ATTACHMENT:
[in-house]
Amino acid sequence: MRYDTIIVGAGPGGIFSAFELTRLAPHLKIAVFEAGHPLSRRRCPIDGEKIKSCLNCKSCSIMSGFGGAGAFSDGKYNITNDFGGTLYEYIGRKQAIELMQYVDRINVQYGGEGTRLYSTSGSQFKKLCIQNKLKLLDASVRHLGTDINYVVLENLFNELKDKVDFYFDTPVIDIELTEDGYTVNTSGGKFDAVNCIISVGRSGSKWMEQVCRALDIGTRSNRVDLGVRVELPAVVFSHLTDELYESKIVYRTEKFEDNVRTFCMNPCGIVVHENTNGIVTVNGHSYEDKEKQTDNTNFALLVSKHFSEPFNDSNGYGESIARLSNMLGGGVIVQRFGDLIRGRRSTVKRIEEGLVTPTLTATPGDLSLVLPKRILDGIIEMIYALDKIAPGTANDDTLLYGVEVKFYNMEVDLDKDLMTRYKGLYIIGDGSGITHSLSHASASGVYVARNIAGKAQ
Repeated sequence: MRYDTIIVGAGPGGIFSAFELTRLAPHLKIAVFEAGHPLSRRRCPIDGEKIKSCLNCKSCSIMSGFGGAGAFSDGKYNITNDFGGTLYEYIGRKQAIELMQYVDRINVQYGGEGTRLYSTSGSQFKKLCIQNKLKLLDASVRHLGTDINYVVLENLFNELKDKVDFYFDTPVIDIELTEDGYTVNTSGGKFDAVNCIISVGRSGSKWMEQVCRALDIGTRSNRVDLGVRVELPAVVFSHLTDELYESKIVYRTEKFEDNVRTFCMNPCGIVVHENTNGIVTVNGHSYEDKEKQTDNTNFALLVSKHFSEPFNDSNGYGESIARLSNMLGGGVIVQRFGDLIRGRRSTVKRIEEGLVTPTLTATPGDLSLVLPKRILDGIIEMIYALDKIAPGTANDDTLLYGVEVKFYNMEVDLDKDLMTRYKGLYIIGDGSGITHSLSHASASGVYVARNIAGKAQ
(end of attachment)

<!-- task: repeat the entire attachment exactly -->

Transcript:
[in-house]
Amino acid sequence: MRYDTIIVGAGPGGIFSAFELTRLAPHLKIAVFEAGHPLSRRRCPIDGEKIKSCLNCKSCSIMSGFGGAGAFSDGKYNITNDFGGTLYEYIGRKQAIELMQYVDRINVQYGGEGTRLYSTSGSQFKKLCIQNKLKLLDASVRHLGTDINYVVLENLFNELKDKVDFYFDTPVIDIELTEDGYTVNTSGGKFDAVNCIISVGRSGSKWMEQVCRALDIGTRSNRVDLGVRVELPAVVFSHLTDELYESKIVYRTEKFEDNVRTFCMNPCGIVVHENTNGIVTVNGHSYEDKEKQTDNTNFALLVSKHFSEPFNDSNGYGESIARLSNMLGGGVIVQRFGDLIRGRRSTVKRIEEGLVTPTLTATPGDLSLVLPKRILDGIIEMIYALDKIAPGTANDDTLLYGVEVKFYNMEVDLDKDLMTRYKGLYIIGDGSGITHSLSHASASGVYVARNIAGKAQ
Repeated sequence: MRYDTIIVGAGPGGIFSAFELTRLAPHLKIAVFEAGHPLSRRRCPIDGEKIKSCLNCKSCSIMSGFGGAGAFSDGKYNITNDFGGTLYEYIGRKQAIELMQYVDRINVQYGGEGTRLYSTSGSQFKKLCIQNKLKLLDASVRHLGTDINYVVLENLFNELKDKVDFYFDTPVIDIELTEDGYTVNTSGGKFDAVNCIISVGRSGSKWMEQVCRALDIGTRSNRVDLGVRVELPAVVFSHLTDELYESKIVYRTEKFEDNVRTFCMNPCGIVVHENTNGIVTVNGHSYEDKEKQTDNTNFALLVSKHFSEPFNDSNGYGESIARLSNMLGGGVIVQRFGDLIRGRRSTVKRIEEGLVTPTLTATPGDLSLVLPKRILDGIIEMIYALDKIAPGTANDDTLLYGVEVKFYNMEVDLDKDLMTRYKGLYIIGDGSGITHSLSHASASGVYVARNIAGKAQ